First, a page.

McDonnell has asked the federal government for permission to erect toll booths as far north as Fredericksburg on I-95, but for now Virginia's transportation secretary says "we're just contemplating one toll facility at the North Carolina border."
The state estimates it could raise $30-$60 million annually for roads--which really isn't that much--with a $2-$4 toll at the border. The obvious appeal is that many of the vehicles crossing the border are non-Virginians, so it's a way to tax out of staters.
We remember when I-95 had toll booths from Richmond (where there used to be four of them) to Boston. They are an enormous nuisance, costing drivers tens of thousands of lost hours sitting in toll lines. Today, between Richmond and New York (and maybe all the way up to Boston--we haven't been in awhile) there's only one toll--at the Delaware border. It causes huge traffic delays. There isn't a regular driver between Washington and NYC who hasn't wanted to blow the darn thing up many a time.
(Delaware could do a lot to make it's toll plaza more efficient, but they evidently don't give a damn.)
If Virginia gets permission to put a toll at the border, you can bet that NC, SC and GA will all want to follow suit. And you can bet that once one toll plaza goes up on I-95 in Virginia, the temptation to add more--all the way up to Fredericksburg--will grow. The federal government should just say no.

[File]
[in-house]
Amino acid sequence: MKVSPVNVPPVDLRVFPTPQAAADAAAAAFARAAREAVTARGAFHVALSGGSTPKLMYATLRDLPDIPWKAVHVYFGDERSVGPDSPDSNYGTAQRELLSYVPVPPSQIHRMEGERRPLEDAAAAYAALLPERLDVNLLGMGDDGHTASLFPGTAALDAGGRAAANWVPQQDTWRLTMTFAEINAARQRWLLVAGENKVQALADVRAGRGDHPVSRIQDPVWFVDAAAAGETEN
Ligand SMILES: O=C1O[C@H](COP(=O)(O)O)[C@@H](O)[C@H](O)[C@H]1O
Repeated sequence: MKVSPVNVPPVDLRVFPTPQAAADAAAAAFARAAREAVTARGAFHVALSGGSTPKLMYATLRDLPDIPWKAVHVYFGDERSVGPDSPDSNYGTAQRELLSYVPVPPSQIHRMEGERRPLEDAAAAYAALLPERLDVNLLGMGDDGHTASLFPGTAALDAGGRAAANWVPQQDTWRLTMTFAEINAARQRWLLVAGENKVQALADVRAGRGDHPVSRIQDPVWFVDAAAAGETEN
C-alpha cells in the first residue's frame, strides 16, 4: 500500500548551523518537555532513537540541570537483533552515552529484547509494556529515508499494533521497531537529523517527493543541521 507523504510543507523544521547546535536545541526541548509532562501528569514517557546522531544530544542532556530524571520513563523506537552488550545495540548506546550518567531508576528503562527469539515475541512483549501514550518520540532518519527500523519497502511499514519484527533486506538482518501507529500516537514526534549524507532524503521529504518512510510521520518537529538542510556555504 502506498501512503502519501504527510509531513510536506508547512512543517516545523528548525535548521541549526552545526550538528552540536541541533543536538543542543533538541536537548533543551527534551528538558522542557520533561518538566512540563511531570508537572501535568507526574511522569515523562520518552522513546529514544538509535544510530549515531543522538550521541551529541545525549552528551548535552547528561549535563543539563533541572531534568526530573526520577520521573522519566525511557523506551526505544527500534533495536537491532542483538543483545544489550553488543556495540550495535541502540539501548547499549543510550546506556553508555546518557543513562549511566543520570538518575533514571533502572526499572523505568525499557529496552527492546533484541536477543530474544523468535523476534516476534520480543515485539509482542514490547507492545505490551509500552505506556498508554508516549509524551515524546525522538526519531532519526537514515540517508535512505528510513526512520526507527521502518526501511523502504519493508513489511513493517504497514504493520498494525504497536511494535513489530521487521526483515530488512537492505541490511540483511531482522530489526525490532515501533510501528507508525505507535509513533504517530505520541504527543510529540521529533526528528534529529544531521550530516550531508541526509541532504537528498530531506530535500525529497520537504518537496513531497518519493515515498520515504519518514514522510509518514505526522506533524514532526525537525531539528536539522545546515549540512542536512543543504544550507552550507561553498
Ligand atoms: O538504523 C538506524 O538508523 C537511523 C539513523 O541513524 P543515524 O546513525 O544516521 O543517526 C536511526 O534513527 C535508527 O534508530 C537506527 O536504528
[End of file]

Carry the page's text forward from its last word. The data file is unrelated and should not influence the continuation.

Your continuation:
Tolls are an inefficient way to collect road taxes. (Make no mistake about it, tolls are taxes.) Not only do tolls booths interfere with traffic, especially on peak holiday weekends, but it costs money to build, maintain and staff them. So, a significant portion of toll revenue is wasted in the collection effort.
We already have an efficient system in place to collect taxes dedicated to road construction and maintenance: the gas tax. Raising that tax would impose minimal additional costs of collection because the system is already in place.
Of course, McDonnell and all the other Republicans have pledged not to raise "taxes," so they don't dare propose a hike that would simply keep that tax in line, as a proportion of gas prices, with where it started.
We have an easy solution to that problem, however, Mr. Governor: simply impose a gas toll.